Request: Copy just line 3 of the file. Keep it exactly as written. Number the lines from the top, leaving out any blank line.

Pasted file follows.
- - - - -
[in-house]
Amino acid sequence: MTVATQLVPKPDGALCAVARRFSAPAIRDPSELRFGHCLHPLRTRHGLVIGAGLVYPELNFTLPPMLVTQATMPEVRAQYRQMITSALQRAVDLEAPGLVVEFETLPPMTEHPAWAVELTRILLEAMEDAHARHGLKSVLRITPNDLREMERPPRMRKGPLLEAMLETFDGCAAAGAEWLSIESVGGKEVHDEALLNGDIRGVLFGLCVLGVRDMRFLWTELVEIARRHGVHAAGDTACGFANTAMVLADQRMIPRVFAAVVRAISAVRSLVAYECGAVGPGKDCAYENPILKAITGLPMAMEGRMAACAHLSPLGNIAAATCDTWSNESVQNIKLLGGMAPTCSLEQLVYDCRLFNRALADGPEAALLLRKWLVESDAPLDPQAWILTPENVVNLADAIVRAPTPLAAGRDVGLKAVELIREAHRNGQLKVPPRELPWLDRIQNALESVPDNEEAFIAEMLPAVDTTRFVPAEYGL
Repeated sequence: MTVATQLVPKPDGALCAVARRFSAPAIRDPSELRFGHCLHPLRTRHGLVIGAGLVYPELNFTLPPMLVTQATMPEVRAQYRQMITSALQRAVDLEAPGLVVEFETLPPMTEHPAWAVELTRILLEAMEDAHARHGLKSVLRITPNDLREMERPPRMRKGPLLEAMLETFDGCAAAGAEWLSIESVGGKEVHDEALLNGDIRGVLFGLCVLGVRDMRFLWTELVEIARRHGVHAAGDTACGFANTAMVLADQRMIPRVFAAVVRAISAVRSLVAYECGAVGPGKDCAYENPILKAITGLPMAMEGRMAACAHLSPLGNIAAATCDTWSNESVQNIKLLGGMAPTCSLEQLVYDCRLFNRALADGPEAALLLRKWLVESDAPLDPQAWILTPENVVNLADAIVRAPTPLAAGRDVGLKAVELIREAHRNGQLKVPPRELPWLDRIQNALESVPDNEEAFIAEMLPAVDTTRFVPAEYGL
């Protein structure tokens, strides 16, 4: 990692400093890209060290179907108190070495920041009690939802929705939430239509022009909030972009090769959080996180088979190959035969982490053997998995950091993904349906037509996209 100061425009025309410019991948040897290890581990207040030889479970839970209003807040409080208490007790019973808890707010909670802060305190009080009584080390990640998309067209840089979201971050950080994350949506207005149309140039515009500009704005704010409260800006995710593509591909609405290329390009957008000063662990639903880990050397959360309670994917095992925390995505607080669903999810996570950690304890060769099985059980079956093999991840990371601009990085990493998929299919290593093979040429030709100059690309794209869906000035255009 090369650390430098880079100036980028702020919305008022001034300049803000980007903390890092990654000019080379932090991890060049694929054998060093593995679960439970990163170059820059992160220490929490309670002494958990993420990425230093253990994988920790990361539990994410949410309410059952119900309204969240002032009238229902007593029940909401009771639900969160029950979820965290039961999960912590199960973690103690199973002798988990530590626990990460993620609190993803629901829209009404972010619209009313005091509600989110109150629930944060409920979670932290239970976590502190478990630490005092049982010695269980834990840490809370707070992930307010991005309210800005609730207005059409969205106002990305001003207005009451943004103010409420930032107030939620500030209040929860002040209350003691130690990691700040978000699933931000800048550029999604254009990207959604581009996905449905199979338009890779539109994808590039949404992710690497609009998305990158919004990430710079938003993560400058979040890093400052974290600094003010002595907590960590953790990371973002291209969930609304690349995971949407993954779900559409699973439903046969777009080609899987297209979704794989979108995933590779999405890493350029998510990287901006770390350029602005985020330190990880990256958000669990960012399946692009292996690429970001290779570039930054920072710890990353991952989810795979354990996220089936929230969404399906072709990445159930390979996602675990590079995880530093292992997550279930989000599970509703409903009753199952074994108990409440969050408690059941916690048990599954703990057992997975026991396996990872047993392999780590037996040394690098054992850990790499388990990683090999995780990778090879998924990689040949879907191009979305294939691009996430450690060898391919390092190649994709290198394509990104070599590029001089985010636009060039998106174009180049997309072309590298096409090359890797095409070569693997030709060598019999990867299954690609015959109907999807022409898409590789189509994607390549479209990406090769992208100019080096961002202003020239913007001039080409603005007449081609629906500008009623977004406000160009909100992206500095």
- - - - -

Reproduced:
Repeated sequence: MTVATQLVPKPDGALCAVARRFSAPAIRDPSELRFGHCLHPLRTRHGLVIGAGLVYPELNFTLPPMLVTQATMPEVRAQYRQMITSALQRAVDLEAPGLVVEFETLPPMTEHPAWAVELTRILLEAMEDAHARHGLKSVLRITPNDLREMERPPRMRKGPLLEAMLETFDGCAAAGAEWLSIESVGGKEVHDEALLNGDIRGVLFGLCVLGVRDMRFLWTELVEIARRHGVHAAGDTACGFANTAMVLADQRMIPRVFAAVVRAISAVRSLVAYECGAVGPGKDCAYENPILKAITGLPMAMEGRMAACAHLSPLGNIAAATCDTWSNESVQNIKLLGGMAPTCSLEQLVYDCRLFNRALADGPEAALLLRKWLVESDAPLDPQAWILTPENVVNLADAIVRAPTPLAAGRDVGLKAVELIREAHRNGQLKVPPRELPWLDRIQNALESVPDNEEAFIAEMLPAVDTTRFVPAEYGL